Exhibit One: I’ve never purchased the same toothpaste more than once.

There’s a lack of brand loyalty and picking a toothpaste can be a cause of great anxiety. I push my shopping cart off to the side as I labor in front of the toothpaste shelf for what seems like hours.

I read the labels and the false promises of whitening, strengthening, and coffee-stain removal, while folks reach around me to grab the toothpaste that has never let them down from the shelf.

They are quick, even smug, in their selection as they reach for the Crest that has serviced their mouths for years as I try and decide if I’m more concerned with healthy gums, white teeth, or flavor profile.

I hope one of these smug assholes will smile. Not because I’m friendly, but because I’d like to check their gums for gingivitis as a grade for the toothpaste they select.

Often, I look at the kid’s toothpastes and pick whichever one has the most appealing cartoon character, much to the chagrin of my dentist who seems to know that I’m a grown adult using bubble gum flavored paste (perhaps it’s the fact that I demand a sticker after a cleaning?).

And my fear of commitment has led me to where I am today: living alone, after I failed miserably at living with someone else.

But with three years alone, I’m finding myself in a pattern of consistency that is oddly comforting: I’m becoming a creature of habit.

Since I don’t have to share the washing machine with a significant other, it’s easy to pick laundry day.

So, I picked Mondays.

And since I’m sleeping alone, no longer dealing with a cover-hog, I can put the pillows into whatever Tetris-pattern of my choosing.

I am the queen of the bed and I make the rules.

And as the sole guardian of the television remote, the lead climate control specialist, and the head chef, things become simple and it’s easy to find a routine.

And now the routine has become the one piece of adulthood that I relish.

On a typical weeknight, I shut down my work computer, head to the kitchen and the dog follows me. I turn around and ask, “Hungry, Lola?” in that voice that every dog-owner uses when alone with their dog. She replies in kind with a shrill bark that bounces off of the hardwood floors, and it’s all I can do to get food in her bowl immediately to stop the ear-bleeding.  And while she’s satiated, I work on provisions for myself, which can be anything that I want to make (Full disclosure: sometimes this means peanut butter directly from the jar).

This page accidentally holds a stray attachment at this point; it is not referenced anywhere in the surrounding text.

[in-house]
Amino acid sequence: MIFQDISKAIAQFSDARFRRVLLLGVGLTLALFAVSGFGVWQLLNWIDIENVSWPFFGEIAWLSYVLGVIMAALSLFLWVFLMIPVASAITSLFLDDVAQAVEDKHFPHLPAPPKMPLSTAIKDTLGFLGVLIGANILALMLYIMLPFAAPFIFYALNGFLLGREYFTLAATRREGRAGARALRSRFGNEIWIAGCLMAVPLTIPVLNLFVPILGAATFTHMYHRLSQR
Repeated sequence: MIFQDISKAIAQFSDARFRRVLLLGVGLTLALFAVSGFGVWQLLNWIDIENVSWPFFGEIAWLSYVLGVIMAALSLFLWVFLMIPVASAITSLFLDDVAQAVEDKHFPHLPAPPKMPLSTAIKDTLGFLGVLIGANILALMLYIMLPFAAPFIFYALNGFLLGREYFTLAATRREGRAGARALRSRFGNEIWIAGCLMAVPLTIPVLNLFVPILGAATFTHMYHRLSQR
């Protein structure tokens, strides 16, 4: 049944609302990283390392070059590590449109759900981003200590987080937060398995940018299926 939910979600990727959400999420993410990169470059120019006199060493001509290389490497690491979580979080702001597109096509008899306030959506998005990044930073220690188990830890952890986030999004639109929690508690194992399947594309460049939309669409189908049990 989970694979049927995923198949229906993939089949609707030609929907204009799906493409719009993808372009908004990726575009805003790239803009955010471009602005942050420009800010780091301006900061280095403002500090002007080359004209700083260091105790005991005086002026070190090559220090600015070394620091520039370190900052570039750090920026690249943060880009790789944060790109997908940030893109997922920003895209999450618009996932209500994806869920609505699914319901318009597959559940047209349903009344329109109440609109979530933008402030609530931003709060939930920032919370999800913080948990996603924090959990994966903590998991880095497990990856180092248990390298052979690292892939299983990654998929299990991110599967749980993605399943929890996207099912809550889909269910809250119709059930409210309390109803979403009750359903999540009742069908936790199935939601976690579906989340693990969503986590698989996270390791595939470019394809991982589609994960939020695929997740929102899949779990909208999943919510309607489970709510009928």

While dinner cooks, I watch the MLB Network. And while sauces simmer and vegetables roast, I check my fantasy lineups and curse at how terrible I am at managing a baseball team. I was naïve early on to believe that my lineups were unbeatable, and now get a weekly spanking from some 20-year-old twerp I’ve never met, but continues to destroy me in head-to-head (I wish this were an exaggeration).

After dinner, Lola and I walk to the local park and watch a baseball league, one of the few men’s baseball leagues in the city. I take a pocket full of treats and we sit on the same bench nightly. Lola gets treats when she plays nice with small children or Mindy, the West Highland Terrier, who desperately needs obedience classes.

When home, Lola musters up enough energy to bring me her tennis ball, and I throw a side-session of cutters and change-ups against the old armoire 20 feet away. Like the Energizer Bunny, Lola runs back and forth between the armoire and my pitching mound, hoping for a wild pitch that will give her the opportunity to slobber on the ball as she retrieves it for another pitch.

When my arm is fatigued to the point of Tommy John, Lola sticks her whole face in the water bowl as a sign of exhaustion and concession after another successful evening of stimulation.

And if the Dodgers are at home, I turn on the game to listen to Vin Scully, which is my favorite bedtime story. A habit that started years ago with my first purchase of, it’s the lynchpin of creature-of-habitdom, and a sense of comfort and an unconventional anchor for my life that is often unpredictable.

I return from the bathroom where I’ve washed my face and brushed my teeth with whatever toothpaste I’ve acquired under duress at the last store visit, I find the pillows arranged in the exact fashion I’ve left them the night before, with the apartment temperature at the precise degree I require for restful sleep.

And within the hour, there we are with our Pavlovian conditioning to Vin Scully’s call of the Dodgers game… finding rest and comfort in living with some semblance of habit.